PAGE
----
Millions of Kiwis will rely on their credit cards to fund the festive season, according to new research by Finder
, a financial research and comparison website in New Zealand.
The nationally representative Finder survey of 2,001 New Zealanders aged 18 and above asked respondents how they
primarily plan on funding Christmas.
More than one in four Kiwis (26%) are relying on some form of credit to pay for Christmas this year.
This is made up of one in five (19%) who will primarily fund Christmas with a credit card, and 7% who will use Buy Now
Pay Later (BNPL) services such as Laybuy or Afterpay.
Further Finder research shows that the average Kiwi is planning to spend $1,012
If this credit card-dependent group put 75% of their Christmas-specific spend on card, this could amount to over $530
million ($531,110,865) added to December’s national credit card spend.
Kevin McHugh, Finder’s publisher in New Zealand, said Kiwis should be wary of getting into debt over the holiday season.
“While it’s tempting to splash out and make Christmas extra special this year, make sure you’re realistic about what you
can afford to spend.
“There’s no point starting off the new year with a festive debt hangover, especially while we’re technically in a
recession – don’t rely on credit cards you can’t afford to pay off," McHugh said.
Between November and January 2019, the average New Zealander spent a whopping $4,100 on credit cards.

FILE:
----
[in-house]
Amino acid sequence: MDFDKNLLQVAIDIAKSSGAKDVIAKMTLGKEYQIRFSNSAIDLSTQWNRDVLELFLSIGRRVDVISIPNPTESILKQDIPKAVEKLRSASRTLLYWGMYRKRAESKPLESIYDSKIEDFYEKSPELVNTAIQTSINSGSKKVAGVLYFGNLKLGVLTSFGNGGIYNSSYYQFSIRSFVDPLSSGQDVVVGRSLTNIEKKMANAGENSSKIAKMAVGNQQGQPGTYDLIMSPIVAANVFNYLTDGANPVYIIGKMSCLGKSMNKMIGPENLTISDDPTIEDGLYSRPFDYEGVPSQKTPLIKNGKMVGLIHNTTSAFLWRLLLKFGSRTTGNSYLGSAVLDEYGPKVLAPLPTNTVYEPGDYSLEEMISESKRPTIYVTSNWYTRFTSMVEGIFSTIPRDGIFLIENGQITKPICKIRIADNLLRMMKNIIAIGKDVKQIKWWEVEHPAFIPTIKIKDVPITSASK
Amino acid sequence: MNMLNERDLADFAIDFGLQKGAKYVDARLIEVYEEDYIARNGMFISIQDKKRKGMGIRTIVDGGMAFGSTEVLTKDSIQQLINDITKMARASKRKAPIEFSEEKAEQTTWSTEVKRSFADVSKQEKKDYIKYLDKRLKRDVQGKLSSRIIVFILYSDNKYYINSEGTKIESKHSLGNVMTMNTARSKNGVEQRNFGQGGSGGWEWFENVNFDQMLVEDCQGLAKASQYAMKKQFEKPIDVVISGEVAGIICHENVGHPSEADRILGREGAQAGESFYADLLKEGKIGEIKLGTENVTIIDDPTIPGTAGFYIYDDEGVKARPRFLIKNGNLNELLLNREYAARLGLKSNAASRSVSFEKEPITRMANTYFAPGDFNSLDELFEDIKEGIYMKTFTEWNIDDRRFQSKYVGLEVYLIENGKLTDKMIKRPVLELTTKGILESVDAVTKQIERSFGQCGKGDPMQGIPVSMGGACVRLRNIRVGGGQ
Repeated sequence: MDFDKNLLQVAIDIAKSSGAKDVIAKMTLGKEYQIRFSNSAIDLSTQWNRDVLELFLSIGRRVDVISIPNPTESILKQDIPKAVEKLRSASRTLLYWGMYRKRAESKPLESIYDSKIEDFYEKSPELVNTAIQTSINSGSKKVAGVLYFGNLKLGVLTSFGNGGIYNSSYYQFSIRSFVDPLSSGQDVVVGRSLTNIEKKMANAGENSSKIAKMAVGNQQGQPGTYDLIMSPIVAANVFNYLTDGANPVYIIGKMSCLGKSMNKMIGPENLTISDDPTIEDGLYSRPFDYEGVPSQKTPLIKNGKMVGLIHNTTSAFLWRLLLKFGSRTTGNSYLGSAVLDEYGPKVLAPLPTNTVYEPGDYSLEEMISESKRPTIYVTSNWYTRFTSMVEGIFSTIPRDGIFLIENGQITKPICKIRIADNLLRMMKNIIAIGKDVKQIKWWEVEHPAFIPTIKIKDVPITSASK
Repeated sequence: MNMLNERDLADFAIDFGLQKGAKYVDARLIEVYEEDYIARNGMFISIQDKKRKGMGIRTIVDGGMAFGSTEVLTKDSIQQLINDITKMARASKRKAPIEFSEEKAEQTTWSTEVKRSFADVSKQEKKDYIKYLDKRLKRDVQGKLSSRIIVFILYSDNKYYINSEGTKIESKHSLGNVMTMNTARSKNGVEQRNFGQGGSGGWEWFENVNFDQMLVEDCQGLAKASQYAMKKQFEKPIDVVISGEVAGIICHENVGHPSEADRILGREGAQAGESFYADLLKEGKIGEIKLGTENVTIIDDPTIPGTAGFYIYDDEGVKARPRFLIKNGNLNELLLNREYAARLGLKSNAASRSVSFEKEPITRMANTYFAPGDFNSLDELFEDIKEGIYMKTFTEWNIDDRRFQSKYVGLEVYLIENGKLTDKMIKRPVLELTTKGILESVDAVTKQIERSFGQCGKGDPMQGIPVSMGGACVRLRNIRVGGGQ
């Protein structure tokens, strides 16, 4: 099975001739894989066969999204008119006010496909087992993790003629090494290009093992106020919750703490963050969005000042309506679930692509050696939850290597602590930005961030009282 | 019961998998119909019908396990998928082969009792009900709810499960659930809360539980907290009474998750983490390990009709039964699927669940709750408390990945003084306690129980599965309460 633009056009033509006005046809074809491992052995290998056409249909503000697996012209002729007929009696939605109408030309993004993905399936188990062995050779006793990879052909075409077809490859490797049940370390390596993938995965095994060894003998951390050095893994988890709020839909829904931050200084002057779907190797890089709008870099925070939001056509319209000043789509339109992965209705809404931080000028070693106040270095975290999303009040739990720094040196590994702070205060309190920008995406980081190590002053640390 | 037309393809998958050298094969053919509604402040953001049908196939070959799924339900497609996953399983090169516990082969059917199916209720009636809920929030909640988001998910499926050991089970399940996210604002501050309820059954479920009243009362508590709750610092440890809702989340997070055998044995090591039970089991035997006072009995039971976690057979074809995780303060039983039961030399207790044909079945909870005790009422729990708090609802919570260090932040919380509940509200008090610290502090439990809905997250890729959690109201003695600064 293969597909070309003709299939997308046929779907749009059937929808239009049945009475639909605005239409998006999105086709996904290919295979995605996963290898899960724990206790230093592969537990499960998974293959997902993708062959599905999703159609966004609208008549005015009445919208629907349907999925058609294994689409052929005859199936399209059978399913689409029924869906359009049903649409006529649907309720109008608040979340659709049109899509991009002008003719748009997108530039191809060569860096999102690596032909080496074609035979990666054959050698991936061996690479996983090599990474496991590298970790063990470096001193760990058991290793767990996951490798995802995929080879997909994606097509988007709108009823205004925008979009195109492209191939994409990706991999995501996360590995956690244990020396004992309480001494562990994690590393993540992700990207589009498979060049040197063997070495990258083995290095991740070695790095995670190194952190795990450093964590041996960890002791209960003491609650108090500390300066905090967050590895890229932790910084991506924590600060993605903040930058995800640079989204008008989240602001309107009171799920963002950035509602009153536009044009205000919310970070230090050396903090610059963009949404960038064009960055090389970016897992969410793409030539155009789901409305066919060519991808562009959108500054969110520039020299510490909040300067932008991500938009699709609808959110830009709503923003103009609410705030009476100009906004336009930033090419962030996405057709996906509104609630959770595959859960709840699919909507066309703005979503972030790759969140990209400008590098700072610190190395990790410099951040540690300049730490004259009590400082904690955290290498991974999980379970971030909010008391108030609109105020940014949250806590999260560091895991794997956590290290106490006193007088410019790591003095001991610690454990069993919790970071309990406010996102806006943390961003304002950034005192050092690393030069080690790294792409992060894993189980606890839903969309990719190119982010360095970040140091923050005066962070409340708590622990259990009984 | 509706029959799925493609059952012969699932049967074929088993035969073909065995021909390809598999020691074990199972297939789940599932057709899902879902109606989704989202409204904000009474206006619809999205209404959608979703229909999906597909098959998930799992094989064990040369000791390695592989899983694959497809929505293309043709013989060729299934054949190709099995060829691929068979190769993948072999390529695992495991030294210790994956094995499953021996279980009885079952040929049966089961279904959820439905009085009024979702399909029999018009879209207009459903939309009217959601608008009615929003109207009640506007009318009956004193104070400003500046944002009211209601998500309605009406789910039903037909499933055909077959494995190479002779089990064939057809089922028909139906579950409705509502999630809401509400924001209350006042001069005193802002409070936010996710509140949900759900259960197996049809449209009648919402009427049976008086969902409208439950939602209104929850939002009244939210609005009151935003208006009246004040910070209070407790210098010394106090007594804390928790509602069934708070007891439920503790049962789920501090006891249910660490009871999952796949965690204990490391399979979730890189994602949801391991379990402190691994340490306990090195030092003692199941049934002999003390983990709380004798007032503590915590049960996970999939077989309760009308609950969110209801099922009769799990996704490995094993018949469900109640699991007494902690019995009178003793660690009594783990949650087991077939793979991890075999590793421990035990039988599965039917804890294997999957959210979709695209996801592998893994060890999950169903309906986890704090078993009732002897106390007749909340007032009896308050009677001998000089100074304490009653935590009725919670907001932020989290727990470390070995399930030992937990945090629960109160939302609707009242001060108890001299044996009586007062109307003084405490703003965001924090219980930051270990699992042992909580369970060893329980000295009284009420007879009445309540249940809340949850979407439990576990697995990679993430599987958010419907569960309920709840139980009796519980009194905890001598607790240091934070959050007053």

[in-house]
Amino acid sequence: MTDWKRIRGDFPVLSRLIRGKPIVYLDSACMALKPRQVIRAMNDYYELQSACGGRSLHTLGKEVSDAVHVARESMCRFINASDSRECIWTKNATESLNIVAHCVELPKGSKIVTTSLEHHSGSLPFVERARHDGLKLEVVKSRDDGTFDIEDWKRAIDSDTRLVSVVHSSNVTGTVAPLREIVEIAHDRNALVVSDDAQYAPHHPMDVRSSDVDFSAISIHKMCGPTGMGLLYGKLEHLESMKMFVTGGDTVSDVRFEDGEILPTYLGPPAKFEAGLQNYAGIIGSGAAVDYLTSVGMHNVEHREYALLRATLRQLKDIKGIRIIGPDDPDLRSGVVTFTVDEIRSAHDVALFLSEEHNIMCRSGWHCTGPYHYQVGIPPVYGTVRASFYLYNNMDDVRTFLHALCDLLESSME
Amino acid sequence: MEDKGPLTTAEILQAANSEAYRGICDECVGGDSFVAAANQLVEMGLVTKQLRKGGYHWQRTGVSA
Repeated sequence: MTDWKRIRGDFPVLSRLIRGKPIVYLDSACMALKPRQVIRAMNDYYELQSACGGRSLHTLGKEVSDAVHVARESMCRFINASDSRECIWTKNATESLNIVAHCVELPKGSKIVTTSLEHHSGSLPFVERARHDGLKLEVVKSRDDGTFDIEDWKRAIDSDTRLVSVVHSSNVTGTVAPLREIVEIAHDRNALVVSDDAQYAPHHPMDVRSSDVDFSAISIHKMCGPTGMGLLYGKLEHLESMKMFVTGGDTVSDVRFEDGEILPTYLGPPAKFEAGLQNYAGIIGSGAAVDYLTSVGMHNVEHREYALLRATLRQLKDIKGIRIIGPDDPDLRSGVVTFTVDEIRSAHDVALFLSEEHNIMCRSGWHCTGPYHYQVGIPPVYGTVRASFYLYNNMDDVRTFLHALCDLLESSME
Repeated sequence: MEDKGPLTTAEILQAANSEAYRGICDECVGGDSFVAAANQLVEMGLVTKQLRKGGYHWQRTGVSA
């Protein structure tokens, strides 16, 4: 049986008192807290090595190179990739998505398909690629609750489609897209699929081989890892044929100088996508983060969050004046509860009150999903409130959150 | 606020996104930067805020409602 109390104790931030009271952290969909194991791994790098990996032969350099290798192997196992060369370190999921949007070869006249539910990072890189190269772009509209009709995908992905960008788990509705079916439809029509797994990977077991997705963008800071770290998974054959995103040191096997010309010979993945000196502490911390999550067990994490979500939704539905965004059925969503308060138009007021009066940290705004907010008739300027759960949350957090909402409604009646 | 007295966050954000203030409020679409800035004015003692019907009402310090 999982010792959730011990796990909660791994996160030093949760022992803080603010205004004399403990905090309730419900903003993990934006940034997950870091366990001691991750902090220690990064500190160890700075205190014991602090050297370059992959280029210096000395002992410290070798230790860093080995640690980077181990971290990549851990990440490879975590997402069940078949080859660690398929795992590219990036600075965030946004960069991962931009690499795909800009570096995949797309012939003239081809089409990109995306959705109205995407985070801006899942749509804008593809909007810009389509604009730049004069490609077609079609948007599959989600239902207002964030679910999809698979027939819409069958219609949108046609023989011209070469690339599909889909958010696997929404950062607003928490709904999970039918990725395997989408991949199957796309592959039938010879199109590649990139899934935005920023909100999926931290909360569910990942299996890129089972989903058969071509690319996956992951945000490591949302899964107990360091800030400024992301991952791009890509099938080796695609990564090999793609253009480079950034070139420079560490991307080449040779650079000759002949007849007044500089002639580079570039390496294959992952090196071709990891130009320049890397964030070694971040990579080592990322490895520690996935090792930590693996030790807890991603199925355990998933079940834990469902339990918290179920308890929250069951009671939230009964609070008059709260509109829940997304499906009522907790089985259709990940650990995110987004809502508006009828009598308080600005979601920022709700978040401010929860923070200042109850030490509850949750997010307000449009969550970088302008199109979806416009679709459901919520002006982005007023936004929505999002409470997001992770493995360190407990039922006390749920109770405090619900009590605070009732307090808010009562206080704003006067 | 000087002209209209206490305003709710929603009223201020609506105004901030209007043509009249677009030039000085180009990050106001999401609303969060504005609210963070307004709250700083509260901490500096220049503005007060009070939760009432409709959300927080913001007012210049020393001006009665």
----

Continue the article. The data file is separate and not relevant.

“If you do resort to plastic, you may be able to save on interest costs by using a credit card with an interest-free
“This type of card charges no interest on your balance during the promotional or introductory period – usually around
“However your rate will increase after this period ends so you’ll need to pay your balance off in full to avoid being
stung,” McHugh says.
The research also shows most New Zealanders (73%) will rely on their savings to finance the festive season.
McHugh said there are a number of other ways people can reduce their festive spend.
“Consider setting a gift-buying limit among friends or family, regifting items you never use or purchasing second-hand
goods as presents.
“After the year we’ve had, I think we’ve all come to realise that family and friends are what makes Christmas truly
meaningful, not presents,” McHugh said.MethodologyThis study was designed by Finder and conducted by Qualtrics, a SAP company.The online survey was conducted using a nationally representative survey sample of 2,001 New Zealand residents aged 18
and over.The average credit card spend between November and January was calculated by using RBNZ data on the total card spend and
dividing it by the percentage of people that have a card.